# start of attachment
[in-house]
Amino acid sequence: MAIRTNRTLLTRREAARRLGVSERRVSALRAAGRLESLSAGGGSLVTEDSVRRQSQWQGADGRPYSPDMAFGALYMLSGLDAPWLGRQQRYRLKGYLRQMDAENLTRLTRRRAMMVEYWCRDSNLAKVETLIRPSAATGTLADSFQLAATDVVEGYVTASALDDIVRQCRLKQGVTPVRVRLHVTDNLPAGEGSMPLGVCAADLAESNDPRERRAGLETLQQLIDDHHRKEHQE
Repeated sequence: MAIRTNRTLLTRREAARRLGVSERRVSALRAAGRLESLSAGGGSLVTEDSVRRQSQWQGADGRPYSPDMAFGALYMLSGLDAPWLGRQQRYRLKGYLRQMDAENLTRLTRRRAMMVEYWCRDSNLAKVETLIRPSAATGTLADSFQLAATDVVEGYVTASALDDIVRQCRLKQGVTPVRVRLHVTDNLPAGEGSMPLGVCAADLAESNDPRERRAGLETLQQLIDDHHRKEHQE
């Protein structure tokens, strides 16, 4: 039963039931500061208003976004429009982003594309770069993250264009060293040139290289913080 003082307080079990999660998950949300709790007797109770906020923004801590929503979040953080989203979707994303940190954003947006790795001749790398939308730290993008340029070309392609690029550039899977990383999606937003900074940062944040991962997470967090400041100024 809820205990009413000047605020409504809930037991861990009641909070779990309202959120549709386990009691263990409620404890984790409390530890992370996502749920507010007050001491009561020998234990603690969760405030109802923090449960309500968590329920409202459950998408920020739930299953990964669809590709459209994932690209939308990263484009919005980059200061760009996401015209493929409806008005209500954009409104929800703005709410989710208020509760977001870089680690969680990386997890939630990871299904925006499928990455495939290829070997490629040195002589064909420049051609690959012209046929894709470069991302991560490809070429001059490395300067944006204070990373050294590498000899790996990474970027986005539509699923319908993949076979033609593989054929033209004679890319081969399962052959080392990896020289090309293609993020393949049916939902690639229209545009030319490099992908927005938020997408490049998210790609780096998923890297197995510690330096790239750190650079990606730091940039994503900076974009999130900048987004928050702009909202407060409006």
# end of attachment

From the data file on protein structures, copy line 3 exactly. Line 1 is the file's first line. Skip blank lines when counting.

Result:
Repeated sequence: MAIRTNRTLLTRREAARRLGVSERRVSALRAAGRLESLSAGGGSLVTEDSVRRQSQWQGADGRPYSPDMAFGALYMLSGLDAPWLGRQQRYRLKGYLRQMDAENLTRLTRRRAMMVEYWCRDSNLAKVETLIRPSAATGTLADSFQLAATDVVEGYVTASALDDIVRQCRLKQGVTPVRVRLHVTDNLPAGEGSMPLGVCAADLAESNDPRERRAGLETLQQLIDDHHRKEHQE